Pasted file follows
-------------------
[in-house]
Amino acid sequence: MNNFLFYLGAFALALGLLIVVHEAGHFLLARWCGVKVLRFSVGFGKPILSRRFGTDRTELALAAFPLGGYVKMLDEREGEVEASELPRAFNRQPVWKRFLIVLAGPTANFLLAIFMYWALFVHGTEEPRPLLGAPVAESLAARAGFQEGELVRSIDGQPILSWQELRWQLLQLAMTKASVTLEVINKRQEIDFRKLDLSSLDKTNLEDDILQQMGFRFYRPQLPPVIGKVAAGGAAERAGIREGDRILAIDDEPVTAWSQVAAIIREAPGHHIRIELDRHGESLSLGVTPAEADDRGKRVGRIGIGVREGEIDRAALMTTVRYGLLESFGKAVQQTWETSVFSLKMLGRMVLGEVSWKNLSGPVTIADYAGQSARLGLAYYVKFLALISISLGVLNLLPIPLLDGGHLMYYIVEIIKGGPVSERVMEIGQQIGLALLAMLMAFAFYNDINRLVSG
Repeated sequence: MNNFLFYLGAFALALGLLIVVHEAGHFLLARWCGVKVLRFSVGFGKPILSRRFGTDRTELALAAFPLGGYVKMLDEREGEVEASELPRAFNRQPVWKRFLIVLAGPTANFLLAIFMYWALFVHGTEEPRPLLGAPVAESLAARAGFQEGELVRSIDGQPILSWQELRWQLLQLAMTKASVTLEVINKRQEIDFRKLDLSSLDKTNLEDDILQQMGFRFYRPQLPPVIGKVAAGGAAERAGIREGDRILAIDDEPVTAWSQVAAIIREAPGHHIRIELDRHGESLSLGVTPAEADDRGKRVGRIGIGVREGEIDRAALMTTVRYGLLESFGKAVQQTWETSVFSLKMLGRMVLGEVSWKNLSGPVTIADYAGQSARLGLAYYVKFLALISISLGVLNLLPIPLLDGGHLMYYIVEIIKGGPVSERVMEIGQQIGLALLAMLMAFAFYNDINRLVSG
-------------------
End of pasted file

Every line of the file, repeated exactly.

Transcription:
[in-house]
Amino acid sequence: MNNFLFYLGAFALALGLLIVVHEAGHFLLARWCGVKVLRFSVGFGKPILSRRFGTDRTELALAAFPLGGYVKMLDEREGEVEASELPRAFNRQPVWKRFLIVLAGPTANFLLAIFMYWALFVHGTEEPRPLLGAPVAESLAARAGFQEGELVRSIDGQPILSWQELRWQLLQLAMTKASVTLEVINKRQEIDFRKLDLSSLDKTNLEDDILQQMGFRFYRPQLPPVIGKVAAGGAAERAGIREGDRILAIDDEPVTAWSQVAAIIREAPGHHIRIELDRHGESLSLGVTPAEADDRGKRVGRIGIGVREGEIDRAALMTTVRYGLLESFGKAVQQTWETSVFSLKMLGRMVLGEVSWKNLSGPVTIADYAGQSARLGLAYYVKFLALISISLGVLNLLPIPLLDGGHLMYYIVEIIKGGPVSERVMEIGQQIGLALLAMLMAFAFYNDINRLVSG
Repeated sequence: MNNFLFYLGAFALALGLLIVVHEAGHFLLARWCGVKVLRFSVGFGKPILSRRFGTDRTELALAAFPLGGYVKMLDEREGEVEASELPRAFNRQPVWKRFLIVLAGPTANFLLAIFMYWALFVHGTEEPRPLLGAPVAESLAARAGFQEGELVRSIDGQPILSWQELRWQLLQLAMTKASVTLEVINKRQEIDFRKLDLSSLDKTNLEDDILQQMGFRFYRPQLPPVIGKVAAGGAAERAGIREGDRILAIDDEPVTAWSQVAAIIREAPGHHIRIELDRHGESLSLGVTPAEADDRGKRVGRIGIGVREGEIDRAALMTTVRYGLLESFGKAVQQTWETSVFSLKMLGRMVLGEVSWKNLSGPVTIADYAGQSARLGLAYYVKFLALISISLGVLNLLPIPLLDGGHLMYYIVEIIKGGPVSERVMEIGQQIGLALLAMLMAFAFYNDINRLVSG